Name: Dhaniram Behaliya & Arjun Pahan
Hometown: Hesatu, Jharkhand
Occupation: Mason Work
Returned from: Coimbatore, Tamil Nadu
The two were construction workers in Coimbatore. Dhaniram has worked there for the past ten years, while Arjun reached five months ago. Both were in a similar predicament; not having an optimal employment opportunity in Jharkhand. After the announcement of the lockdown, they waited for two months exhausting their savings and when work did restart – it did so with a crisis. Instead of risking their lives, they decided to make the journey back to Hesatu.
Interviewer: How did you hear about the pandemic? Elaborate your following days including the journey.
Dhaniram Behaliya: I first heard of the virus in February. It was still an alien concept; I was told it is emitted in the chicken, thus maintain distance. However, I realized later – it can transmit through humans as well and began maintaining distance.
I own a smartphone; I use Facebook, YouTube, WhatsApp, and heard the news. I ‘like’ posts on Facebook, view photos, and video-chat on WhatsApp. I sourced my information from the news applications.
The lockdown shut all our sources of income. For two months, we survived without work and exhausted all our savings. We saw other people stranded leave for their homes on the train. In the following days, we submitted the online application and filled our personal details at the police station. In the meantime, work had resumed. A steel rod fell from a height causing damage to the construction site; the employer asked us to restart working by fixing the damage. Neither of us wanted to risk our lives at the construction site, hence – we refused.
In the next few days, the policemen contacted us to reach the station and board the train to Jharkhand. They noted the Aadhar Card details at the platform, gave food and water, and we boarded the train. Once we arrived in Bokaro, we were given food at the railway station followed by a bus journey to Dhurwa for the checking process. Afterwards, the bus dropped us in Angada, and we walked the remaining 15k.m. in two hours.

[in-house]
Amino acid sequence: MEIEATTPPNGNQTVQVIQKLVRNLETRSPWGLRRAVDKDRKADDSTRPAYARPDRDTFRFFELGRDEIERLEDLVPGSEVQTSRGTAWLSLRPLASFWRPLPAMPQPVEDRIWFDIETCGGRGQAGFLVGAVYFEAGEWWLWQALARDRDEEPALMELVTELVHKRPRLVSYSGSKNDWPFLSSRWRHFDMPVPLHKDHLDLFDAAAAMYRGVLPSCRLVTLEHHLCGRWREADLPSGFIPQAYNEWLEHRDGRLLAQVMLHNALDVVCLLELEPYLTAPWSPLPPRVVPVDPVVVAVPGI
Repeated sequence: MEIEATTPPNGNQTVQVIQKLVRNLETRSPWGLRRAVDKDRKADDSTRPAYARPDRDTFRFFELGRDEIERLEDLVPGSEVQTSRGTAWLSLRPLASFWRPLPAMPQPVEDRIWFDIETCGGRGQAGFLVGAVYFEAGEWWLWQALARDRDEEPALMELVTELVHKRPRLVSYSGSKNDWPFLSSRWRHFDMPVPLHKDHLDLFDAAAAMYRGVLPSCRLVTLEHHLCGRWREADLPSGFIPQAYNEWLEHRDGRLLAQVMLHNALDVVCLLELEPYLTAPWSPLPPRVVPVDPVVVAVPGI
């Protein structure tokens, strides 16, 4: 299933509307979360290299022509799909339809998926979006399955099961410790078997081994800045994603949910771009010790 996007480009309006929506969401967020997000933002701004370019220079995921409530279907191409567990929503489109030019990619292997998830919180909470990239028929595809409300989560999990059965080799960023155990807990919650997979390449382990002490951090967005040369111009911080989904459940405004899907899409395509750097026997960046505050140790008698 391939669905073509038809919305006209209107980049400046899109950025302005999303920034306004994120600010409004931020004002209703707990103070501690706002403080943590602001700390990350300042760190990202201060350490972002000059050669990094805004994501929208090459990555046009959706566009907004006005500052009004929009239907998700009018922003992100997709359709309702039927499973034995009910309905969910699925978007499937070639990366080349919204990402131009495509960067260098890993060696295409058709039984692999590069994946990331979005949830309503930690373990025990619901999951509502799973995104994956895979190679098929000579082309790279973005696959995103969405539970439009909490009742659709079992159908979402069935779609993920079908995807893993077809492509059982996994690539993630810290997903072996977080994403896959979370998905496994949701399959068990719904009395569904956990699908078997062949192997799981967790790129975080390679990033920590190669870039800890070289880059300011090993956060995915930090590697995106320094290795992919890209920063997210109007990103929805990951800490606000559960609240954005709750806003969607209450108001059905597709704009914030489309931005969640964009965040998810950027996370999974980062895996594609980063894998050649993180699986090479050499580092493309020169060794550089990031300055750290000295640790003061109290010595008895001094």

Upon our arrival in the village, the villagers refused to let us enter and referred to us as “corona.” The villagers disputed our entry at first. Yet, it was after deliberations amongst themselves they agreed to let us enter. We arrived late in the evening, and since the Mukhiya was aware of our arrival, he set up the quarantining facilities. There was provision for food and water. Our family also suggested we not come home as the children will not be able to resist meeting us, and it was safer this way.
Arjun Pahan: Once the quarantine ended, our families welcome us with a ‘Puja’. Since then, I have been working irregularly on a transformer for Rs. 400 a day for five to ten days a month. Dhaniram has not been able to find work yet.
We both rely on ration. The government provides 2kg. ‘Dal’ and 10kg. Rice once a month. The volunteer organisations distribute food, but we avoid it since we get a home-cooked meal, and others need it more.
Interviewer: How has the pandemic reshaped your life?
Dhaniram Behaliya: I have no studied at all, while Arjun has till 10th grade. I am 30, and he is 22 years old. I provide for a family of five along with my two brothers, and my father contributes by working locally. Our expenditure reaches Rs. 7,000 a month, however, I earn Rs. 1,00,000 in six months. My employer pays Rs. 15,000 every month in addition to the overtime earnings. With curbing my expenditure at Rs. 4,000 – I can save over Rs. 12,000 a month.
Arjun Pahan: I earn for a family of four with my father. The two younger siblings are in school, and my father works as a ‘Mistry’ earning Rs. 8,000 a month. The local work had slowed down; I decided to leave to find a higher waged employment opportunity. I earned Rs. 10,000 a month with Rs. 4,000 on personal expenditure and send the remaining amount home. It is through a contractor we find work. The new laws safeguard us from any form of exploitation. Although there are often payment delays, we are sure we will receive it. The contractor does not charge any commission either.
Dhaniram Behaliya: I am not too sure how the future will shape. Since the financial condition of my family is unstable, I did not have the time to get married. We own a lot of lands, but they are distributed throughout the village, and the soil is infertile.
Arjun Pahan: I hope the government continues doing what they can for us. Meanwhile, I will continue working on the transformer and generate whatever amount from the 2acre land we own. However, like Dhaniram, our land is also distributed through the neighbourhood.